Seattle Seahawks (0-0) at Jacksonville Jaguars (0-0)
KICKOFF: Sunday, 1:00 ET
TV: FOX, Craig Shemon, Erik Kramer
SERIES: 5th meeting. The Seahawks have won three out of four in the series, but the teams have not played since 2001.
*2004 rankings: Seahawks: offense 8th (8th rush, 13th pass); defense 26th (23rd rush, 23rd pass). Jaguars: offense 21st (16th rush, 19th pass); defense 11th (11th rush, 16th pass)
KEYS TO THE GAME: Jaguars coach Jack Del Rio chose white uniforms for the opener, hoping the Seahawks would have to wear their dark blues on a hot day. But with heavy rain in the forecast, the running games will play a bigger role than the heat. Seattle usually hopes RB Shaun Alexander can bust a few big plays. But Jaguars DTs Marcus Stroud and John Henderson are the best inside tandem in the league, with Henderson going against aging RG Chris Gray, so the Seahawks might have to go more to their short passing game. The Jaguars are trying to implement a more vertical passing game, but in heavy rain they will have to hope RB Fred Taylor can handle 20-plus touches despite just four preseason carries while recovering from knee surgery.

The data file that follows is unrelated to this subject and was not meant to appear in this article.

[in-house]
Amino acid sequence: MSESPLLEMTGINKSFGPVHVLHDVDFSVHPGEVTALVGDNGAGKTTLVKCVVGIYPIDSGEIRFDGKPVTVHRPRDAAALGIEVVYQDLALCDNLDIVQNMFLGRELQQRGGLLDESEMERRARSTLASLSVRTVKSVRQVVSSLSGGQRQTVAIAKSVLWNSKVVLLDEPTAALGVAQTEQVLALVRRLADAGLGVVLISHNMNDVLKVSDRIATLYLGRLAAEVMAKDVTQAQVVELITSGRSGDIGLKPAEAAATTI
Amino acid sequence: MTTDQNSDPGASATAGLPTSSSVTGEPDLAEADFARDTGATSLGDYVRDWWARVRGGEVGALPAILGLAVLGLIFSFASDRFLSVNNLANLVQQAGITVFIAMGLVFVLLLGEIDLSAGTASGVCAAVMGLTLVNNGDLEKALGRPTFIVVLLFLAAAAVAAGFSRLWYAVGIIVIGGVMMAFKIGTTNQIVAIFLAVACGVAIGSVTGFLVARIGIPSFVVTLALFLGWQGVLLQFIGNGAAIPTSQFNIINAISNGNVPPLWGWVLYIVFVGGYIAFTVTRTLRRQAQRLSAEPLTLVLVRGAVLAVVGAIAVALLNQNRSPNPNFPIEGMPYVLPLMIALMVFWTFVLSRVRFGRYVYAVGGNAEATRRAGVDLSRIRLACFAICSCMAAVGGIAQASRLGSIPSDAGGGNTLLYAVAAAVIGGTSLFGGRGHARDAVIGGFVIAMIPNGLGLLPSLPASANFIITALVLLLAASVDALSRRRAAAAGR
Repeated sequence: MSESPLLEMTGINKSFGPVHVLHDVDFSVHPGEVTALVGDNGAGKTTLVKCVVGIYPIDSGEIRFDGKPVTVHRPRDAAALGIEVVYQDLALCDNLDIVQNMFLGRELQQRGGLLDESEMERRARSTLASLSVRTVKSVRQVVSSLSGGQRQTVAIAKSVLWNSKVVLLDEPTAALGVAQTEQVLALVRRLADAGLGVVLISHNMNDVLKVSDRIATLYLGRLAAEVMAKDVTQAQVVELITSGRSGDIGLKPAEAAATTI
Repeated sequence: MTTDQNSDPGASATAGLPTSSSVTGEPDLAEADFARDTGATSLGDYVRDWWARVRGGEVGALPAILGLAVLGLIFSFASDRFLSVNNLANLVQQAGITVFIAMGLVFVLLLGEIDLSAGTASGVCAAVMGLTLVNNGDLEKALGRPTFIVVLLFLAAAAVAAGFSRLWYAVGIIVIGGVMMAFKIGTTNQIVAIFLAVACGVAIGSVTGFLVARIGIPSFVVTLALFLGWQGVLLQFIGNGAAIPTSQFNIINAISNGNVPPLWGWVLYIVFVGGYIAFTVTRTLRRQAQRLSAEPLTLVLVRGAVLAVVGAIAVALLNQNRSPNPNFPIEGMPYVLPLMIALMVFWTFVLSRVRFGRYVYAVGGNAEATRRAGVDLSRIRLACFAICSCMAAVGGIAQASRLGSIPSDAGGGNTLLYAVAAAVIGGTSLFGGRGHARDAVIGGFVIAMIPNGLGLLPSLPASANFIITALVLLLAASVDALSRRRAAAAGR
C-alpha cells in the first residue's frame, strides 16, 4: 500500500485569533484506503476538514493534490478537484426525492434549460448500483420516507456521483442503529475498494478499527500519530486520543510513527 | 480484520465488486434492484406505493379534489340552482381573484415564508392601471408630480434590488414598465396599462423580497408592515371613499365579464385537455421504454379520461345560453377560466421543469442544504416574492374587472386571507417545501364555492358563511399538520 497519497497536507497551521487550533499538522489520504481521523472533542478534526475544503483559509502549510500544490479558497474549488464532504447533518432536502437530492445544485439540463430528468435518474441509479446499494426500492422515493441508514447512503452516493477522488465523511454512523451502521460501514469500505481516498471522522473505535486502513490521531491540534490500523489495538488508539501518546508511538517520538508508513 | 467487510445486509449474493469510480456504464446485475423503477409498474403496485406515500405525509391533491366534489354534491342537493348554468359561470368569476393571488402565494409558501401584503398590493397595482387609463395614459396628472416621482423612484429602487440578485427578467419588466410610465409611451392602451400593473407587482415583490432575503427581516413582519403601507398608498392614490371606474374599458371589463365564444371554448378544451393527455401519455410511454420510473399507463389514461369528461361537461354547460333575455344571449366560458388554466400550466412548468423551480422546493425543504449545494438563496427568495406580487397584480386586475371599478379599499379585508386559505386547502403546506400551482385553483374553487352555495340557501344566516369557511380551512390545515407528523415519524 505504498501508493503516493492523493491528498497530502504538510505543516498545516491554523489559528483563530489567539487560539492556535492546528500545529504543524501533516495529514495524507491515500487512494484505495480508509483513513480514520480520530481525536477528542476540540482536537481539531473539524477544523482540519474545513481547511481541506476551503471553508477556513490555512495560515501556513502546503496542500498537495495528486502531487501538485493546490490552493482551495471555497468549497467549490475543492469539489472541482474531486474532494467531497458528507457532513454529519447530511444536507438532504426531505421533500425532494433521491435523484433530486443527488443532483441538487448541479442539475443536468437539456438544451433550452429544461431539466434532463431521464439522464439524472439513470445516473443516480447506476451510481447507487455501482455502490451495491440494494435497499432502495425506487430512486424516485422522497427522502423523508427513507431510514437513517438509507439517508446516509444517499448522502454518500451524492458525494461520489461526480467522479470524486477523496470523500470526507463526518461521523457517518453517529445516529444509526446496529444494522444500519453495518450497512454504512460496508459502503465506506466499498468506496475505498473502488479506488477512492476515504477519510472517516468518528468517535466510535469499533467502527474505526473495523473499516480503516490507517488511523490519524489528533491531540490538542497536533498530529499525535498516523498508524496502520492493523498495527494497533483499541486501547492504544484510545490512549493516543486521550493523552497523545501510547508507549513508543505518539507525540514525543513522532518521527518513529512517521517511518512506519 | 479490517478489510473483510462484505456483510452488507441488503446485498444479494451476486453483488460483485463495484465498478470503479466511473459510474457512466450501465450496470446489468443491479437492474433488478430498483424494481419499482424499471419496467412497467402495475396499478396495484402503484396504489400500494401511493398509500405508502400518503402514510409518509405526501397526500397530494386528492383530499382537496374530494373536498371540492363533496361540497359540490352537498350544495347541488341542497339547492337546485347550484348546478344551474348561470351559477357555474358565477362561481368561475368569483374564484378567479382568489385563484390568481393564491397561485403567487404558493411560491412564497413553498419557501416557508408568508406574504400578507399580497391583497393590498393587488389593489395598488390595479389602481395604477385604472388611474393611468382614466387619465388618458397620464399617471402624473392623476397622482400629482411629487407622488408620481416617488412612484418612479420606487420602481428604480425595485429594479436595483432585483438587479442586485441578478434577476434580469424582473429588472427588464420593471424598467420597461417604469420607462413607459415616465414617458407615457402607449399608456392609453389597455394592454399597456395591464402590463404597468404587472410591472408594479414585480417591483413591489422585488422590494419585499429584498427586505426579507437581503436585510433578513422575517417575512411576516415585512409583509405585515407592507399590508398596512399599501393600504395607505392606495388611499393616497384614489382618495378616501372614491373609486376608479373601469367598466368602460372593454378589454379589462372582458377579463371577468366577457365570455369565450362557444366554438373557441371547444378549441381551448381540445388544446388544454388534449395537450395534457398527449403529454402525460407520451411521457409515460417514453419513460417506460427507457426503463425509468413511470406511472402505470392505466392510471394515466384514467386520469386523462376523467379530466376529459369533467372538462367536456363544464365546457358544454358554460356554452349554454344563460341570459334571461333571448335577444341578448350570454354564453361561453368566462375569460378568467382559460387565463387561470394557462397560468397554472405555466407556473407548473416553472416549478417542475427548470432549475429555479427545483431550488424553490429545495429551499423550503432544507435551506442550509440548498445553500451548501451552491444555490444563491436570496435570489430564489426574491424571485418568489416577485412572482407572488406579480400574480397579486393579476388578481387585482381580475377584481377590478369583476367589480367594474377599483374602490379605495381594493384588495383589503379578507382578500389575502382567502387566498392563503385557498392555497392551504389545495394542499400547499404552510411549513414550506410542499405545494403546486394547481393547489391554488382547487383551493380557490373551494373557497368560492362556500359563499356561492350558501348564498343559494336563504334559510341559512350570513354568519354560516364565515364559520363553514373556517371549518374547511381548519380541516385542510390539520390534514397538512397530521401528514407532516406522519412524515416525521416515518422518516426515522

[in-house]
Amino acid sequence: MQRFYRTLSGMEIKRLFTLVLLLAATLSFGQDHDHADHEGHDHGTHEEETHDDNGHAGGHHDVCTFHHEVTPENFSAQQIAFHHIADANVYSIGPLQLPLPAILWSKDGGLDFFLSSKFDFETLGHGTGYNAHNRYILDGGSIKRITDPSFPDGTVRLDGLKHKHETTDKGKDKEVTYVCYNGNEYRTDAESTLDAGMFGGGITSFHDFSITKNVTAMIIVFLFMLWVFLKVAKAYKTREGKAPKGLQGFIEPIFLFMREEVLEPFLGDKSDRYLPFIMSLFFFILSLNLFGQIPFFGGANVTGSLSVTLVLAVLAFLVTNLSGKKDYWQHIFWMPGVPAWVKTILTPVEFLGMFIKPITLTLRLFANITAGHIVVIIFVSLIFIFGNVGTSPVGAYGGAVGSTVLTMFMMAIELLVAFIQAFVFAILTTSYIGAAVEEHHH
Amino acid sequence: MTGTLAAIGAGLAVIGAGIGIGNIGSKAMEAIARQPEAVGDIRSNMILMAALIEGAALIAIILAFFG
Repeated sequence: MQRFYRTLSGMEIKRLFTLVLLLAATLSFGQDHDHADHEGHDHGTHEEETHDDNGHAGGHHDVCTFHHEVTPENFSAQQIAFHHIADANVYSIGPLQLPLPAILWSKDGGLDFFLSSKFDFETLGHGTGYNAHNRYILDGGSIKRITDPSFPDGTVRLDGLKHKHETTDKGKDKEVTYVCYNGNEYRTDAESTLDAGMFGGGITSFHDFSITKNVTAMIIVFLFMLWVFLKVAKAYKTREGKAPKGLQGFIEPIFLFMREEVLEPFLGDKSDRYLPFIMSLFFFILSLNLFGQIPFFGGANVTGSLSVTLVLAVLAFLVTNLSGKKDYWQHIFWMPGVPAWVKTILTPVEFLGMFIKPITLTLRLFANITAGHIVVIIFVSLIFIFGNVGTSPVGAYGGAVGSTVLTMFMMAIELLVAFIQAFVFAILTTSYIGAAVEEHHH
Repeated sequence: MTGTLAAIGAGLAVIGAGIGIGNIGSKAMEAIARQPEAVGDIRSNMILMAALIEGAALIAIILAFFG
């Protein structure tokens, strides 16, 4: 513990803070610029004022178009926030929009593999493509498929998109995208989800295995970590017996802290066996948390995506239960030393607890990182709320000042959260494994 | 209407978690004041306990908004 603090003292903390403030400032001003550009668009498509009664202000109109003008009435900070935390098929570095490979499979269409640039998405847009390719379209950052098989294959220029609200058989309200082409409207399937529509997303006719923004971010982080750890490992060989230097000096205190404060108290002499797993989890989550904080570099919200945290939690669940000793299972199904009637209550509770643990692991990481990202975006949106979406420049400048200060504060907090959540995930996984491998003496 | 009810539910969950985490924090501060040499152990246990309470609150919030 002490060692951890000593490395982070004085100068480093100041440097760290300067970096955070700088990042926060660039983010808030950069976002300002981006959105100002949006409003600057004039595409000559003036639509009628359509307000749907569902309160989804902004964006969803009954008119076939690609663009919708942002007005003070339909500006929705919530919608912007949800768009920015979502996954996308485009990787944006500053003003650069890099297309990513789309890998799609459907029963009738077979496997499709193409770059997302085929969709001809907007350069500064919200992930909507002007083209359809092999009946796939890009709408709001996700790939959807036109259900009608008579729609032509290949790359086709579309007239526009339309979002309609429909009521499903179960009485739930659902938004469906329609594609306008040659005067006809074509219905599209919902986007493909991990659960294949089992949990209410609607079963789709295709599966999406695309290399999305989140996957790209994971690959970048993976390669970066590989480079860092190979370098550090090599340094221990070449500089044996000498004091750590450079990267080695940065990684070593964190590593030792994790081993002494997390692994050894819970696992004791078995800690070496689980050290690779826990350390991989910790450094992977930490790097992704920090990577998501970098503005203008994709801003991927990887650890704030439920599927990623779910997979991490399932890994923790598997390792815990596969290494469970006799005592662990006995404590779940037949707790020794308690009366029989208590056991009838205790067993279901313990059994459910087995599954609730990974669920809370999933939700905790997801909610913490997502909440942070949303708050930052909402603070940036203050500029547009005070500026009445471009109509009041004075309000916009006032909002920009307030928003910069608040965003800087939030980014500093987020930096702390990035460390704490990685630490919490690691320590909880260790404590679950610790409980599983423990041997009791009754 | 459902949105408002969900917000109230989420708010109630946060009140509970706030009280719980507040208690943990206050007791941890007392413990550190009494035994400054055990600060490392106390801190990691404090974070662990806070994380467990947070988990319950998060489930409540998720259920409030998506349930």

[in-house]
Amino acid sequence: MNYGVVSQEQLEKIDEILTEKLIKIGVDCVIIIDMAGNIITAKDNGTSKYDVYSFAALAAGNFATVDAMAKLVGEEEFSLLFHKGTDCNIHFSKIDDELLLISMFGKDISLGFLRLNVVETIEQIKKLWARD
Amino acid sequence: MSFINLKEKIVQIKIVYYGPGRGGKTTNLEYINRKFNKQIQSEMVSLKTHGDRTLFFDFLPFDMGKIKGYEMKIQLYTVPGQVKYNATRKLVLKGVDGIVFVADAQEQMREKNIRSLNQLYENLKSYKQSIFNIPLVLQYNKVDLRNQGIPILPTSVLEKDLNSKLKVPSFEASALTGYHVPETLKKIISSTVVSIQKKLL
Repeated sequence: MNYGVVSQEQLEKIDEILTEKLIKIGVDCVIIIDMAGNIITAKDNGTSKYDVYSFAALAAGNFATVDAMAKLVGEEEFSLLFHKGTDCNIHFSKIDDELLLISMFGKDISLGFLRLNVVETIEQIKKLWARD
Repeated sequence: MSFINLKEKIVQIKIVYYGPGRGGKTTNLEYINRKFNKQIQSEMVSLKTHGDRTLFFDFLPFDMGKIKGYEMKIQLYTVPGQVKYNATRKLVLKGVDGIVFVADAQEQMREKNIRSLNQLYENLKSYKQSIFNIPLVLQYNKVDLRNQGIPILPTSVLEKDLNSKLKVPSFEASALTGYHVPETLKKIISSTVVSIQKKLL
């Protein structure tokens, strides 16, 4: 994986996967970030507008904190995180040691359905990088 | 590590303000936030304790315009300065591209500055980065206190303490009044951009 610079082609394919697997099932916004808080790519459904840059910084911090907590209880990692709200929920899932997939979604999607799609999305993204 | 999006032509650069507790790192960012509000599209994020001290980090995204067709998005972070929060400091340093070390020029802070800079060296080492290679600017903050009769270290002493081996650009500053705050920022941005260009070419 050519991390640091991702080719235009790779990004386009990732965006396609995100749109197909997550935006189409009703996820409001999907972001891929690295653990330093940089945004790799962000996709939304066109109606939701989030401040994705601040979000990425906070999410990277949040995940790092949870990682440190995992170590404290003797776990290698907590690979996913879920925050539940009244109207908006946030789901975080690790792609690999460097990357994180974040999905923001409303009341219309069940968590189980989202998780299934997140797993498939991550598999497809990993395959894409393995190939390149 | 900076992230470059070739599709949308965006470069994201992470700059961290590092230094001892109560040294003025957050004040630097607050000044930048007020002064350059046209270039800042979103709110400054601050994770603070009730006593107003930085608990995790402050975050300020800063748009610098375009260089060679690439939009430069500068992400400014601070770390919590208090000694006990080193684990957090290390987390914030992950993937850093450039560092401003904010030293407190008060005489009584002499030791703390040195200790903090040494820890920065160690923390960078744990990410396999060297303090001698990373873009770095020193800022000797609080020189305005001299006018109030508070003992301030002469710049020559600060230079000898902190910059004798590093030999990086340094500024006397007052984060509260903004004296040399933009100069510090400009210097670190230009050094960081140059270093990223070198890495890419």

FAST FACTS: Seahawks: Will travel an NFL-high 35,930 miles by air this season. Seven of their round trips are over 3,000 miles. ... Are 9-20 in road openers, but 2-2 under coach Mike Holmgren. Jaguars: Have an NFL-best .700 winning percentage (7-3) in home openers. ... Are 35-13 (.729) all-time when scoring first. ... Have won seven of their past nine season openers.
--DT Rocky Bernard was added to the injury report Thursday. He is probable with a knee injury. Bernard missed practice and wore an ice bag on the knee.